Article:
China’s slowdown shadows return


China’s domestic demand saw broad-based easing in April. More pro-growth policies are expected.
Samuel Tse16 May 2019
  • China’s domestic demand saw broad-based easing in April
  • Advances of retail sales decelerated from 8.7% YoY in Mar to 7.2%, the slowest growth since 2003
  • Industrial production and investment fell to 5.4% and 6.1% (YoY YTD) from 8.5% and 6.3%
  • Implication for our forecast: USD/CNY heads toward 7 in the near-term
  • Implication for our investor: More targeted measures are on the cards
Photo credit: AFP Photo


China’s domestic demand saw broad-based easing in April. The NBS Manufacturing PMI fell from 50.5 in March to 50.1 in April. Advances of retail sales decelerated from 8.7% YoY to 7.2%, the slowest growth since May 2003. Industrial value-added also fell to 5.4% in April from 8.5% in March. Fixed asset investment (FAI) moderated to 6.1% YoY YTD from 6.3% pending the effect of accelerated infrastructure spending to surface.

Private consumption sentiment has remained cautious. Sales performance of cosmetic, furniture, and daily use goods decelerated noticeably. Non-necessity such as automobile registered on-year decline for 12th consecutive month. Supply of automobiles production also fell 15.8%, down significantly from -2.6% in March. Gold, silver and jewelry rebounded to positive territory modestly (Chart 2). Consumption sentiment was dampened by weaker expectation of future income growth alongside a weakening labour market.

The employment PMI for both manufacturing and the non-manufacturing had remained in contraction zone. Unemployment rate is standing above 5.0% for over 8 months despite mild retreat seen lately (Chart 3), exerting downward pressure on wage. Also, negative wealth effect from the slumping equity market is likely to weigh on spending power. CSI 300 fell from its 13 months high of 4,121 points to 3,680 of late (down 10.2%).

Industrial production has already weakened in tandem with sluggish export performance. It fell 2.7% in April, down from an increase of 13.8% in March. China decided to retaliate on USD60bn US imported goods over the weekend. The US is also planning to raise tariffs to 25% for the rest (USD325bn) of the Chinese shipments (mainly consumer goods), which will be an unambiguous negative for exports. Deterioration in industrial activities will weigh on GDP growth. According to our estimation, 25% tariffs on USD 200bn Chinese exports would shave 1.0ppt on GDP growth this year. Tariffs impositions on all of China’s exports to the US would impact about 1.5 ppt (see “RRR cut signals PBoC still supportive”).

Hence more pro-growth policy is expected. Meanwhile, the impact from VAT cut effective in April (RMB800bn corporate tax saving) and social security fee cut effective in May (>300RMB) will feed through into growth momentum.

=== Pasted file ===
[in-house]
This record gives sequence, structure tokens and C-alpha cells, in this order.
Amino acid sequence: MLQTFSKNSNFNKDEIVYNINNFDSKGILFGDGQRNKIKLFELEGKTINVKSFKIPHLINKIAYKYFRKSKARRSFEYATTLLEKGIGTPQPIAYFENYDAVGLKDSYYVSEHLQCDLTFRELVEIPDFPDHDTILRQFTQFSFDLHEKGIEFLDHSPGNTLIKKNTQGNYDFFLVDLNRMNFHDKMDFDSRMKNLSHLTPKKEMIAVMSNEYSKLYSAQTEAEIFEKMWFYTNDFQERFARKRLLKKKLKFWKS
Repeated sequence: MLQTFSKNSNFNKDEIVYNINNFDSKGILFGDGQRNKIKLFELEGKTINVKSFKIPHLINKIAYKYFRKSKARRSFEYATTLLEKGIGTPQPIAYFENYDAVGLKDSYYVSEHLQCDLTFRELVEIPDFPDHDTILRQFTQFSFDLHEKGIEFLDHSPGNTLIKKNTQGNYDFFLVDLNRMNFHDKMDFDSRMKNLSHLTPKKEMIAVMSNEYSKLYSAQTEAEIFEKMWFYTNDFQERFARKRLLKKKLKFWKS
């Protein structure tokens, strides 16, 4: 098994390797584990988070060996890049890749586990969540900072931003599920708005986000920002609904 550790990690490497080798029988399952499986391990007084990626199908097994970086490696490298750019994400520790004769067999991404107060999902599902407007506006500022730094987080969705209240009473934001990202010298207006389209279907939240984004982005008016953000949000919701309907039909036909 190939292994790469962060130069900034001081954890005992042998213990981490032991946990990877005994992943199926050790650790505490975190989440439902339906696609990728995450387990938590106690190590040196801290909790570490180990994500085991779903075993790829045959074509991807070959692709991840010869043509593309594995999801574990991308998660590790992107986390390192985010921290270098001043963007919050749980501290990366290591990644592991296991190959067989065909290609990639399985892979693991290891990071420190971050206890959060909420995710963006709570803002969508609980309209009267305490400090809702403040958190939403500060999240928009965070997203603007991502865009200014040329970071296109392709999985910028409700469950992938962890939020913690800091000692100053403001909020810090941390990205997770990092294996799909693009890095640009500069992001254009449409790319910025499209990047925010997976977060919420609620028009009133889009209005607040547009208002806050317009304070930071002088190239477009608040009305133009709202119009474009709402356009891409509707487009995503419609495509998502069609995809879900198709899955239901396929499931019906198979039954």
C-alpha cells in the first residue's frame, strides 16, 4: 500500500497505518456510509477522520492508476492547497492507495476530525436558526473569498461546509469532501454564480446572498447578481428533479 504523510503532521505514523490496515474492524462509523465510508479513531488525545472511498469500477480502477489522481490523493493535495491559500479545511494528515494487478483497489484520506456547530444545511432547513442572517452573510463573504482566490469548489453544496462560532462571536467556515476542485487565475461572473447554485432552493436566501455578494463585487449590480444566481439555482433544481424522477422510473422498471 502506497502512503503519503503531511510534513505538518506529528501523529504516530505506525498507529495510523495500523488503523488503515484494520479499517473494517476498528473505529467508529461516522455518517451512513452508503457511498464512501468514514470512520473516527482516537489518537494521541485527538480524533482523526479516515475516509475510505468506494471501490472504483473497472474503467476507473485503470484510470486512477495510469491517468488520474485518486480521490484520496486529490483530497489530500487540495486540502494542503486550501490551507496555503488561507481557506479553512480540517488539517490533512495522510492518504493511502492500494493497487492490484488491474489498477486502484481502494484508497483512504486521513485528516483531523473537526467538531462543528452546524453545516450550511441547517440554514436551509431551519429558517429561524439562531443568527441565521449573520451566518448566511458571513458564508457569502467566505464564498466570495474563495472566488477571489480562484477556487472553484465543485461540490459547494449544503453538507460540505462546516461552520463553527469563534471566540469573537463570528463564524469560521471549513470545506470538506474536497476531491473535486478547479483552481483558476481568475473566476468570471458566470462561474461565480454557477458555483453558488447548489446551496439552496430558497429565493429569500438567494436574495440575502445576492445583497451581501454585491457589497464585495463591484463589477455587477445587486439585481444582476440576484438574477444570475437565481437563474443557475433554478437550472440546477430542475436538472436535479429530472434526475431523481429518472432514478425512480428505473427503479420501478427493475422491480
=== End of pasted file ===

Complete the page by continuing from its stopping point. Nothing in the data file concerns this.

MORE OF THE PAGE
More large-scale domestic stimulus is also needed to boost the industrial activities. On a positive note, real estate investment went up by 2.4ppt to 11.9% YTD. Yet, investment appetite in manufacturing sector remained particularly conservative (Chart 4). Infrastructure investment decelerated further since early 2019. The downtrend may reverse course ahead. More projects will be rolled out by NDRC. In fact, there was appreciable improvements in commodities imports such as oil, copper and coal due to increased demand from infrastructure projects (see “Stimulus is working; more coming”). Local government bond, as main source of funding for infrastructure, has been rising steadily (Chart 5). Its cumulative issuance jumped 16.1% from March.

Premature policy normalization could risk choking off growth momentum. Tightening monetary condition seen in April, is therefore not likely to sustain (Chart 6). FAI should rebound down the road. Currently, FAI was mainly driven by state-owned enterprises (SOEs) (Chart 7). The authority will continue to impose targeted measure to unclog funding channels to private enterprises (POEs) who are more affected by the China-US trade war.

In fact, bank loan dropped from 13.7% to 13.5% in April. The corporate loan as percentage of total loan shrank (Chart 8) mirroring weakening loan demand. Therefore, PBoC extended CNY267.4 bn to commercial banks in April via its targeted medium-term lending facility (TMLF). Reserve requirement ratio (RRR) cut will release RMB280bn for small to medium size banks, exerting downward pressure on interest rates. Yield of 10-year government bonds dropped from 12.4bps from a year-high of 3.435% to 3.311% of late.

Re-leveraging will eventually add downward pressure to CNY exchange rate. CNY has depreciated towards 6.9 from 6.7 against the USD (Chart 9). Our back-of-the-envelope calculations showed that if the US increased tariffs to 25% from 10% on USD 200bn of China’s goods, USD/CNY could rise to 7.30. A full-blown trade war which entails a 25% US tariff on the rest of China’s goods could propel USD/CNY to 8 (see “Effective link between tariffs and CNY”, December 13, 2018). A relatively strong US economy may dissipate the dovish stance of Fed, thereby also adding downward pressure on CNY.


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Samuel Tse

Economist - China & Hong Kong
samueltse@dbs.com

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